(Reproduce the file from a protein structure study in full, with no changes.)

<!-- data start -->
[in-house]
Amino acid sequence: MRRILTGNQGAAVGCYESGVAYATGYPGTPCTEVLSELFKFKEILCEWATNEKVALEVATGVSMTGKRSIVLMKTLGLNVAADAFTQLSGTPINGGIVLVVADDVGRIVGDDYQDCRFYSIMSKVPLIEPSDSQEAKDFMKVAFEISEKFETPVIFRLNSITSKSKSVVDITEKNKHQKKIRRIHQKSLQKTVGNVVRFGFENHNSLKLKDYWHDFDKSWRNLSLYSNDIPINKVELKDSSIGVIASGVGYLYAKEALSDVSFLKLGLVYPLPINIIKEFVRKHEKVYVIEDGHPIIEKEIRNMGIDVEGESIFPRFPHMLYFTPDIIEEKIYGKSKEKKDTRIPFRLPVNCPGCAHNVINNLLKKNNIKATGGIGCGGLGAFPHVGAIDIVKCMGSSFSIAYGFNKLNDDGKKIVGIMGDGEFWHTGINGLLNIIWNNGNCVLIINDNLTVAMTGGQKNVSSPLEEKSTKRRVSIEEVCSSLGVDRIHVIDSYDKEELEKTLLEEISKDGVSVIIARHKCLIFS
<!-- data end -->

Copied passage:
[in-house]
Amino acid sequence: MRRILTGNQGAAVGCYESGVAYATGYPGTPCTEVLSELFKFKEILCEWATNEKVALEVATGVSMTGKRSIVLMKTLGLNVAADAFTQLSGTPINGGIVLVVADDVGRIVGDDYQDCRFYSIMSKVPLIEPSDSQEAKDFMKVAFEISEKFETPVIFRLNSITSKSKSVVDITEKNKHQKKIRRIHQKSLQKTVGNVVRFGFENHNSLKLKDYWHDFDKSWRNLSLYSNDIPINKVELKDSSIGVIASGVGYLYAKEALSDVSFLKLGLVYPLPINIIKEFVRKHEKVYVIEDGHPIIEKEIRNMGIDVEGESIFPRFPHMLYFTPDIIEEKIYGKSKEKKDTRIPFRLPVNCPGCAHNVINNLLKKNNIKATGGIGCGGLGAFPHVGAIDIVKCMGSSFSIAYGFNKLNDDGKKIVGIMGDGEFWHTGINGLLNIIWNNGNCVLIINDNLTVAMTGGQKNVSSPLEEKSTKRRVSIEEVCSSLGVDRIHVIDSYDKEELEKTLLEEISKDGVSVIIARHKCLIFS